CMOs: Time for digital transformation - Accenture

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The 2013/14 CMO Insights survey is the fourth in a series of ... the 2014 Accenture Interactive CMO Insights survey of ..... presenting them in dashboards is no.
Accenture Interactive

CMOs: Time for digital transformation Or risk being left on the sidelines

About the research The 2013/14 CMO Insights survey is the fourth in a series of studies sponsored by Accenture and aimed at understanding the opinions, challenges and points of view of senior marketing executives from around the world.

Results are based on the responses of key marketing decision makers around the world:

581

The survey was in the field from November 2013 to January 2014.

Global respondent distribution:

11

Senior marketers

10

Countries

Industries

Countries included:

36% North America 33% Europe, Africa and Latin America (EALA)

Australia

Brazil

Canada

France

China

Italy

Japan

Singapore

United Kingdom

United States

31% Asia Pacific Countries (APAC)

Germany

Industries surveyed:

Automotive

Banking

Consumer goods

Electronics

Insurance

Life sciences

Media

Retail

Telecoms

Travel and tourism

Respondent demographics: 9%

At least $500 million in annual revenue

91%

At least $1 billion in annual revenue Significant sales growth (>5%)

31%

55%

14%

Little or flat sales growth (0-5%) Negative sales growth (<0%) Business-to-business-to-consumer (B2B2C)

32%

38%

30%

Business-to-consumer (B2C) Business-to-business (B2B)

Insights from leading marketers around the world Executive Summary Digital is changing the world and chief marketing officers (CMOs) know it. They are embracing digital channels with fervor, but it’s time to do more. The prize is not mastery of the channels but command of the opportunities to delight customers and drive superior business outcomes. Then the reward for customers and marketers alike becomes relevant and seamless experiences from brand promise through brand delivery.

This is a digital transformation that requires an outside-in or customer-focused orientation. Given CMOs’ understanding of the brand and the customer, they are the natural leaders, able to envision a transformation that bridges the entire customer experience, including sales, service and product. The ability to wield, rather than be overwhelmed by, digital technologies will be critical, as will cutting across current functional boundaries. By collaborating with other C-suite executives and drawing on external partners to boost internal expertise, CMOs can become more visible change agents for digital transformation. These are some of the key findings from the 2014 Accenture Interactive CMO Insights survey of nearly 600 senior marketing executives from 11 countries and 10 industries.1 The findings suggest that CMOs are selling themselves short. The question isn’t whether they can effectively take advantage of digital channels—they are proving they can—but whether they can be catalysts working across the organization to welcome the broader digital opportunities and protect against the digital threats.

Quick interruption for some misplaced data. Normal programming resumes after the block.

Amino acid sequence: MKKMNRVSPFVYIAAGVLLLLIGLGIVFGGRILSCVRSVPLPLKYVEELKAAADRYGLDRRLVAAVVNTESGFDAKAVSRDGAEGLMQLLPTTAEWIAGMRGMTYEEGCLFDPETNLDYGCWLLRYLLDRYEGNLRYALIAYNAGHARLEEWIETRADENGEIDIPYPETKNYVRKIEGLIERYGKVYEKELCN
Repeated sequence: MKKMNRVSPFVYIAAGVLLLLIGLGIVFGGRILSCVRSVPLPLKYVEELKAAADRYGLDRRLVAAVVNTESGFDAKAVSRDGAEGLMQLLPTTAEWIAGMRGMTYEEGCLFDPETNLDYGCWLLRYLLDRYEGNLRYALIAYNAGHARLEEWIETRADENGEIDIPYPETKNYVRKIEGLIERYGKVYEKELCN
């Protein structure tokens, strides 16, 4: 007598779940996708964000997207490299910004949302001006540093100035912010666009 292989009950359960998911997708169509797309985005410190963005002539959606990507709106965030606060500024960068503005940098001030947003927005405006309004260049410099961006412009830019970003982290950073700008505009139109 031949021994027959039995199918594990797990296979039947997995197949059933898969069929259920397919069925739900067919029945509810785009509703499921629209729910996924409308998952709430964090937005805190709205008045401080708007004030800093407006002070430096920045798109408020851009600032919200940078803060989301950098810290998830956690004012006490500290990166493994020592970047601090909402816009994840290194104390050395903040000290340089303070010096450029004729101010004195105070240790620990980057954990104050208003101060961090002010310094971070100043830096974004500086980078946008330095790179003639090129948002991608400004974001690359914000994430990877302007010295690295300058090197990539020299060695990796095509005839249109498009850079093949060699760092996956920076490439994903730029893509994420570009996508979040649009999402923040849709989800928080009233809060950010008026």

1

All tables and research data provided in this report reference findings from this survey unless otherwise stated.

Winning CMOs: • L ead and transform the marketing role as a digital perspective transforms the enterprise. • E mbrace the full omni-channel customer experience. • Integrate channels with real-time analytics and then act on the insights. • Invest in agile technologies and cloud-based services. • R  e-orient the marketing operating model and integrate new talent to harness digital innovation. As every business becomes a digital business, C-suite executives will need to collaborate to drive successful digital transformation. No CMO wants to be left on the sidelines. A new generation of digital natives is fast approaching—with emerging roles such as chief digital officer, chief customer officer and chief experience officer included in the digital lineup. Sidestepping the confines of traditional marketing to deliver a more relevant and integrated customer experience across the business, will help ensure the future of the CMO on the digital playing field.

Seeing the full digital opportunity 78%

The marketing world is changing fast and digital opportunities are leading the charge. Fully three-quarters of respondents (78%) to Accenture’s research believe that marketing will undergo fundamental change over the next five years. Also not surprising: of the top three changes cited, analytics, digital and mobile are the key drivers. High-growth companies2 in particular say their investments in these three areas are paying off, especially to improve customer experience.